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Beware the preseason Pro Bowlers and busts

Training camp tells the coaches a lot more than it tells us

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Cincinnati Bengals v New York Giants
Alex Bachman diving into the end zone for a TD vs. the Cincinnati Bengals
Photo by Sarah Stier/Getty Images

Once the NFL draft ends, fans become starved for any information they can get about about their favorite team. The excitement increases exponentially as soon as training camp begins, and visions of sugar plums, er, playoffs, dance in their heads.

A cottage industry has developed around the examination of happenings in NFL training camps and pre-season games in the professional media and Twitter fandom. None of us are immune from trying to read the tea leaves. Who’s on the sideline not participating today? Who’s on the field with a red jersey? Who’s getting reps with the first team? Who’s winning/losing the 1-on-1 battles? Who’s seeing action in pre-season games and who isn’t? Who’s playing but not distinguishing themselves (looking at you, Kenny Golladay)? Is the backup quarterback outplaying the starter? Who are the highly drafted busts? Who are the formerly unknown gems? Is the team any better than last year?

NFL coaches learn a lot from training camp practices and preseason games. The problem is, the rest of us can’t easily tell what it is they are learning. New York Giants head coach Brian Daboll has been masterful in his pressers communicating items of interest and tempering expectations while hinting that what we see from the outside is not necessarily what they are getting on the inside. For example, how do we read the tea leaves in this statement from Brian Daboll?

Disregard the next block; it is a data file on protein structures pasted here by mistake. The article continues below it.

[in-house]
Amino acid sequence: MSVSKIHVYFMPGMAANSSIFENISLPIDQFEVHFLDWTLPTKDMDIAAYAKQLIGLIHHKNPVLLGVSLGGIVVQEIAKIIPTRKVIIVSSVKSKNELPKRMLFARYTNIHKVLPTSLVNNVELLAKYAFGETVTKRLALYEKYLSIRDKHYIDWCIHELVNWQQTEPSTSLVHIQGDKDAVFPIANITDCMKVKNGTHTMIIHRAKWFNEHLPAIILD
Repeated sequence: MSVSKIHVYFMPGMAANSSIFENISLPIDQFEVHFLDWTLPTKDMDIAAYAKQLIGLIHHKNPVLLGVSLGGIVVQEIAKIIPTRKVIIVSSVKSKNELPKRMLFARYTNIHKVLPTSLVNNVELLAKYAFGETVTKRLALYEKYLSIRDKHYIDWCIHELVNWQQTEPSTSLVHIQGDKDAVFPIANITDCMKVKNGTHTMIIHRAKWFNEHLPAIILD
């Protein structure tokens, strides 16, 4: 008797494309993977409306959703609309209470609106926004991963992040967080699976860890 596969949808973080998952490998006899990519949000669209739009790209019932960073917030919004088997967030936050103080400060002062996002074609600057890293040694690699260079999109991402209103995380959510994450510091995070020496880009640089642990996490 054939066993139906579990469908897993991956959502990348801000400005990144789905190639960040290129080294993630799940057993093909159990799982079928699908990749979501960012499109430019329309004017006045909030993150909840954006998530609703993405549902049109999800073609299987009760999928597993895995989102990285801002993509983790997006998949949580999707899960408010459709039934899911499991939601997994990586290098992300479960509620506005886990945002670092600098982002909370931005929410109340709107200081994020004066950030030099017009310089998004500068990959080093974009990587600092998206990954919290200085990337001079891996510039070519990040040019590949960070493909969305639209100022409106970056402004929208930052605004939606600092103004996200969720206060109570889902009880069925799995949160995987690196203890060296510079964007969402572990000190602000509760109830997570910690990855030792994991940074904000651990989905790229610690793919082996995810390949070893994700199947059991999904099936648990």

“Collin Johnson, David Sills, they’ve stepped their game up. And they’re right in the mix, not just to make a team but to play.”

As Ed Valentine discussed, this may be a message to several underperforming or unavailable players such as Kenny Golladay, Kadarius Toney, and Sterling Shepard that they shouldn’t see themselves as being indispensable. Likewise, Alex Bachman, he of the 13 catches in 16 targets, 139 yards, and 2 TDs in 2 preseason games, was not included, but Daboll indicated at another point that Bachman has earned more chances with his play.

On the other hand, Daboll may not be dissatisfied with players like Golladay. In his Monday press availability, he declined to criticize Golladay when asked about his zero targets in 21 snaps, saying that targets depend on how the defense plays and what the quarterback’s read progressions are. What will really happen to Golladay this season?

Preseason vs. regular season performance

You know just how far things have gotten out of hand in the insatiable NFL universe when you realize that (a) Pro Football Focus has graded every player for every preseason game since 2013 even though the games don’t count, and (b) writers (looks in mirror) nonetheless find ways to use this information. It turns out that last Sunday wasn’t the only time Golladay was not targeted in an NFL pre-season game. In 2019, Golladay played in only one preseason game for the Lions, and this was his stat line:

Courtesy of Pro Football Focus